Topic: Sean Gulick

Climate Can Grind Mountains Faster Than They Can Be Rebuilt

Nov. 23, 2015
St Elias

Researchers for the first time have discovered that erosion caused by glaciation during ice ages can, in the right circumstances, wear down mountains faster than plate tectonics can build them.

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Expedition Will Sample Crater Left By Asteroid

April 6, 2015
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An international research team is formalizing plans to drill nearly 5,000 feet below the seabed to take core samples from the crater of the asteroid that wiped out the dinosaurs.

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Scientists Launch Ocean Expedition to Study Climate Change and Mountain Building in Gulf of Alaska

May 29, 2013

[caption id="attachment_40457" align="alignright" width="300" caption="The scientific drilling vessel JOIDES Resolution, pictured here, will sail to the Gulf of Alaska this summer to study the interaction of climate, tectonics, and mountain building processes in the mountain ranges of southern Alaska."]JOIDES Resolution[/caption]

An international team of 34 scientists sets sail today aboard the scientific ocean drilling vessel JOIDES Resolution to collect sediments in the Gulf of Alaska and investigate the interactions between long-term global climate change and the simultaneous growth of mountain belts. The team is co-led by Sean Gulick, research associate professor at The University of Texas at Austin's Institute for Geophysics, and John Jaeger, associate professor at The University of Florida.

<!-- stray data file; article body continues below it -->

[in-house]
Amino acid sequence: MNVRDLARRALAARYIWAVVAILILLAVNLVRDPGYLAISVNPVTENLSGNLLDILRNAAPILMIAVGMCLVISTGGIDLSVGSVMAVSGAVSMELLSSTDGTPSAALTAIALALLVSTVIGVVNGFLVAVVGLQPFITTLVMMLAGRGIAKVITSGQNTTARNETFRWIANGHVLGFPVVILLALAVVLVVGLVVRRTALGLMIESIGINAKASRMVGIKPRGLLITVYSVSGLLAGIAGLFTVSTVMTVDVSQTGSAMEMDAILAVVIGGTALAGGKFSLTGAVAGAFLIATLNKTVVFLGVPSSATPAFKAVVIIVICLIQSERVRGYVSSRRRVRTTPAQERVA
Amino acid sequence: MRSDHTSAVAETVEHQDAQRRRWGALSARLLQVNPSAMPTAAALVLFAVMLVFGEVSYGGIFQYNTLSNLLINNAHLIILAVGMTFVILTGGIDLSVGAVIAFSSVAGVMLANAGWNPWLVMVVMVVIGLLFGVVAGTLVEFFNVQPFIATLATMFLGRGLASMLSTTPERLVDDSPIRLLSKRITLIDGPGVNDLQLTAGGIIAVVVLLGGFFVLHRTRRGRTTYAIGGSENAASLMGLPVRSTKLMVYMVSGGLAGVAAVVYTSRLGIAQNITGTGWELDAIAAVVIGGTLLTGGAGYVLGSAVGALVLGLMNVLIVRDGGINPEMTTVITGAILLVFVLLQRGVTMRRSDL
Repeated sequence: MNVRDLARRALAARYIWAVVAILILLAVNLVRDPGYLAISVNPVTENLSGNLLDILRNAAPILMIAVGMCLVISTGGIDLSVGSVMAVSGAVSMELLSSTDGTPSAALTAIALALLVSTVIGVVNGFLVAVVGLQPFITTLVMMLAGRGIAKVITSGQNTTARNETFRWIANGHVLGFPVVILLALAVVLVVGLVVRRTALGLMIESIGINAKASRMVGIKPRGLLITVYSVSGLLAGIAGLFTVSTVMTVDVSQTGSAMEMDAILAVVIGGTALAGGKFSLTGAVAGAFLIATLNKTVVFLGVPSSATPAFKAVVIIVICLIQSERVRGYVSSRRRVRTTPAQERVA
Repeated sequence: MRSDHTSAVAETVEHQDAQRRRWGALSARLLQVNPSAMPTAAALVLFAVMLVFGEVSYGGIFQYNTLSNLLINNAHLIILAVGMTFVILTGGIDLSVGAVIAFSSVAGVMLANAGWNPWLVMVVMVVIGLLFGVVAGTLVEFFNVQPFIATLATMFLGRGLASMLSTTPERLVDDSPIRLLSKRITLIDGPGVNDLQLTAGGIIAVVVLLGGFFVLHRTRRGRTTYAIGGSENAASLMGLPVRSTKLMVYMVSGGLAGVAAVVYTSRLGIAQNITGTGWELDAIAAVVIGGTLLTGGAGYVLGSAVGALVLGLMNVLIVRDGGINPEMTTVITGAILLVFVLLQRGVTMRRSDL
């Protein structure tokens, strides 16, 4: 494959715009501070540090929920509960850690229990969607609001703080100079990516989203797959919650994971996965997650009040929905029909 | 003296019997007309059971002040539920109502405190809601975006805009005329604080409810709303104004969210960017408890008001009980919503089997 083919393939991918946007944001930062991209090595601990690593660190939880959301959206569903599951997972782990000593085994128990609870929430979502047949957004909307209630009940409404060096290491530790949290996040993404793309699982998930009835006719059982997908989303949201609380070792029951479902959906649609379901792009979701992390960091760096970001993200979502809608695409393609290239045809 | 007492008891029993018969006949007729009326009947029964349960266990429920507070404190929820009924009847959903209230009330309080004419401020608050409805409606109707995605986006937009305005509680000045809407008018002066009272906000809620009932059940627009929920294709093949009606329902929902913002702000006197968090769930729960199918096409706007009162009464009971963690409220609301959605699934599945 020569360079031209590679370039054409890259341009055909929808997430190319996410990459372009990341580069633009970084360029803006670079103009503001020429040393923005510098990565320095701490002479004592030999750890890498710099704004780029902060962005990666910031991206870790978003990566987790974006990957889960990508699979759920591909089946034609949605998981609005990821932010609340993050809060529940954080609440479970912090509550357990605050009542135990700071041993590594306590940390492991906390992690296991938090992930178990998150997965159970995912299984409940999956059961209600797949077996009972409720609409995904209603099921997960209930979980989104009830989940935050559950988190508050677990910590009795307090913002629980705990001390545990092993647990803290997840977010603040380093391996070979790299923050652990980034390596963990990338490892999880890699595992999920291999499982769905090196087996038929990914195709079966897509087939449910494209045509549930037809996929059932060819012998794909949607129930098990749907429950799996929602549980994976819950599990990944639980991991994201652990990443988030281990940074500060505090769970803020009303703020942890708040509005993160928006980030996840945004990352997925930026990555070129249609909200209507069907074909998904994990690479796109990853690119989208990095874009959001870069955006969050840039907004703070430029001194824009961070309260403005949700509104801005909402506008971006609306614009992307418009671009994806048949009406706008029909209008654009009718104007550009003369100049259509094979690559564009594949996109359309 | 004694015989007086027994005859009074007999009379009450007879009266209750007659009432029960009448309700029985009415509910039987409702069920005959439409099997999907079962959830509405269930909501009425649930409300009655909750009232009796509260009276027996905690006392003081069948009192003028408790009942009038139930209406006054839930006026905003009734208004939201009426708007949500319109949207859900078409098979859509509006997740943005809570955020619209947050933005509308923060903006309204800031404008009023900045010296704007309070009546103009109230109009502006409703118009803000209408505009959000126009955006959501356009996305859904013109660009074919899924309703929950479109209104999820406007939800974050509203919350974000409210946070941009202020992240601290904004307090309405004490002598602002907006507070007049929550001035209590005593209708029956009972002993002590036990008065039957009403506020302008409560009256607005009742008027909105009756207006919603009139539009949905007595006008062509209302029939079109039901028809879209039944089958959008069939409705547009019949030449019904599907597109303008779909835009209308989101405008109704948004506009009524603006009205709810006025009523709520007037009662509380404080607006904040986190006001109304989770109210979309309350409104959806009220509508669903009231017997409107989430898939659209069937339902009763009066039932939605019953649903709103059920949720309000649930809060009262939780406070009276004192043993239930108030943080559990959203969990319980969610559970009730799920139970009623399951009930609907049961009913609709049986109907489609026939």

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Stiff Sediments Made 2004 Sumatra Earthquake Deadliest in History

June 23, 2011

An international team of geoscientists has discovered an unusual geological formation that helps explain how an undersea earthquake off the coast of Sumatra in December 2004 spawned the deadliest tsunami in recorded history.

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Tsunami Risk Higher in Los Angeles, Other Major Cities

Oct. 10, 2010

Geologists studying the Jan. 12 Haiti earthquake say the risk of destructive tsunamis is higher than expected in places such as Kingston, Istanbul and Los Angeles.

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